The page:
FIFA has ruled out compensation for clubs and leagues that are unhappy with the governing body's decision, to schedule the 2022 Qatar World Cup in November and December. It has also ruled out that an apology is necessary for the scheduling, which will disrupt a significant number of league games.
Following the controversial decision of a FIFA taskforce that has recommended to shift the World Cup into the winter months of November and December to avoid Qatar's harsh summer climate, Secretary General Jerome Valcke said, "There will be no compensation. There are seven years to reorganise." FIFA's executive committee is expected to ratify the decision when they meet, next month in Zurich.
Valcke said the possibility of a December 23rd final game was looking increasingly likely, a move that has already attracted much criticism due to its proximity to Christmas. For instance, English Premier League chief executive Richard Scudamore said that a final so close to Christmas would harm the traditional festive club programme. FIFA President has also gone on record saying he wants the final to be played a week earlier.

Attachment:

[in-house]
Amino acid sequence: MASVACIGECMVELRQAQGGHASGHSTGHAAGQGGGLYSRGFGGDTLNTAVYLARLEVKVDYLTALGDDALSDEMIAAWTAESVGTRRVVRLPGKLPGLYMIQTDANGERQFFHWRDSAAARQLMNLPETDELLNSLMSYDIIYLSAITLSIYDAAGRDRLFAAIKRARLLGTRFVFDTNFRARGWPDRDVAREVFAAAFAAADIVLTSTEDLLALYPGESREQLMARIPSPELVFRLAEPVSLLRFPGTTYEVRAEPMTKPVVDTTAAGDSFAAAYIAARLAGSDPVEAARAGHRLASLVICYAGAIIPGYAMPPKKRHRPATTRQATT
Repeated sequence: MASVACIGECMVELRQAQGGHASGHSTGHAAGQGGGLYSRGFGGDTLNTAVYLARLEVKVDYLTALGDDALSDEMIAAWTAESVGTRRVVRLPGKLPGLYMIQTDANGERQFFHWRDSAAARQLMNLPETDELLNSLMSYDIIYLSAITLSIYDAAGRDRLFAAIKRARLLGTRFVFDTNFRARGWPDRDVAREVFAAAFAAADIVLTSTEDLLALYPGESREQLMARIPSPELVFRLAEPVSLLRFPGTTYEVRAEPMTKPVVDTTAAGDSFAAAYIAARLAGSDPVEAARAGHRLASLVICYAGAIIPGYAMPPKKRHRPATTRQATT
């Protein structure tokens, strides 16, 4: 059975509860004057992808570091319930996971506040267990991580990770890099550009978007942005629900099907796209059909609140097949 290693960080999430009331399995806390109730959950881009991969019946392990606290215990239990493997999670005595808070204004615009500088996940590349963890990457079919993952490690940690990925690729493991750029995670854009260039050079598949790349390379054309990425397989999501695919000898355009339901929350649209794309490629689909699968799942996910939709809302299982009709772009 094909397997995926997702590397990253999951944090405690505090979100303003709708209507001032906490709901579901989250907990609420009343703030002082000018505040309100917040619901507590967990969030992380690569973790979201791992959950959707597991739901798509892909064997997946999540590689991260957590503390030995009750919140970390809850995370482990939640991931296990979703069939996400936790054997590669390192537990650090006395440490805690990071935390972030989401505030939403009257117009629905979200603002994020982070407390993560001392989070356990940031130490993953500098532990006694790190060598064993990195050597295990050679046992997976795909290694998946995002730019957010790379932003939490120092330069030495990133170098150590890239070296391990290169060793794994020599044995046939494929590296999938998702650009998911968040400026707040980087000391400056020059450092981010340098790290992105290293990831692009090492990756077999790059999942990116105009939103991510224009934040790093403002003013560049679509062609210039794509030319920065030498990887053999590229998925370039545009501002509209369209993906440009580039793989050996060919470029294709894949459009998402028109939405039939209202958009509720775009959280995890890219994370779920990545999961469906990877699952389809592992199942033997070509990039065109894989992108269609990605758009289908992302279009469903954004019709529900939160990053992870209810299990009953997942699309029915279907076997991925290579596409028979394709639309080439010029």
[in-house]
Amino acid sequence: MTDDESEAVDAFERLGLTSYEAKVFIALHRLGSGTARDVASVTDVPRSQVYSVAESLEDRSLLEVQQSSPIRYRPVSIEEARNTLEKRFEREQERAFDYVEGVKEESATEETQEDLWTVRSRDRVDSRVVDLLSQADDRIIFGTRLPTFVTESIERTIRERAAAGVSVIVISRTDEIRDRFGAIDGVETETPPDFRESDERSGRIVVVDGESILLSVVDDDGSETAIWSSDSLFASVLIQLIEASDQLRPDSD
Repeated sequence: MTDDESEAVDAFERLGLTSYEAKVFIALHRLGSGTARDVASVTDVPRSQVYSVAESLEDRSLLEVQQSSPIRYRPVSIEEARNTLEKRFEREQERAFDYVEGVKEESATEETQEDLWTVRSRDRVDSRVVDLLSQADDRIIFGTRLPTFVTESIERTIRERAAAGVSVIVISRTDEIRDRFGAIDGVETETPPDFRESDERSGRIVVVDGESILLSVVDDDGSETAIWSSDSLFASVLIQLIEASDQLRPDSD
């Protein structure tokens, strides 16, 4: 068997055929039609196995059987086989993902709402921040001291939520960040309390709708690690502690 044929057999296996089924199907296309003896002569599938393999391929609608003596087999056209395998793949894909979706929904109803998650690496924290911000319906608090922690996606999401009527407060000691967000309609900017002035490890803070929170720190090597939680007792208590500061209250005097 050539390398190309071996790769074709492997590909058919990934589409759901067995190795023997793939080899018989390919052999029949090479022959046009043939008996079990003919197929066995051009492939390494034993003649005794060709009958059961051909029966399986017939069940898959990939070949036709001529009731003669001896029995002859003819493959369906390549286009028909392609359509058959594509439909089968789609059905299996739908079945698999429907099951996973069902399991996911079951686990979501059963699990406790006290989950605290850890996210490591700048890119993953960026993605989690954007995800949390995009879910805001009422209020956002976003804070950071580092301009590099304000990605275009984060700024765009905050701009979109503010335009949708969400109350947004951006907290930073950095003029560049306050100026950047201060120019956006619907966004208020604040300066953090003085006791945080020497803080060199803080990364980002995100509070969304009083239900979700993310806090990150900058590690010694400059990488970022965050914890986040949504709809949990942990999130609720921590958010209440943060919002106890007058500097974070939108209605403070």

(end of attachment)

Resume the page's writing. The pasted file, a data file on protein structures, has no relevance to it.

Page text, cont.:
UEFA, the European #Football governing body, and other confederations have expressed their keenness to play a final on 23rd December according to Valcke, but 18 December still remains a possible date for the game. The general secretary also confirmed that the Qatar World Cup will be four days shorter than the usual 31 or 32 days as a "concession" to clubs and leagues. He also stated that the Africa Cup of Nations, scheduled to be held in January 2023, will now be held in June that year.
Valcke admitted that the situation was "not perfect" but expressed his surprise that the issue of compensation was being raised by people all over Europe, including executives from the English Premier League and the Scottish Football Association. He said: "It's happening once, we're not destroying football." He said FIFA already shares the benefits of the biggest football event with clubs, sharing $40m in 2010 and $70m in 2014.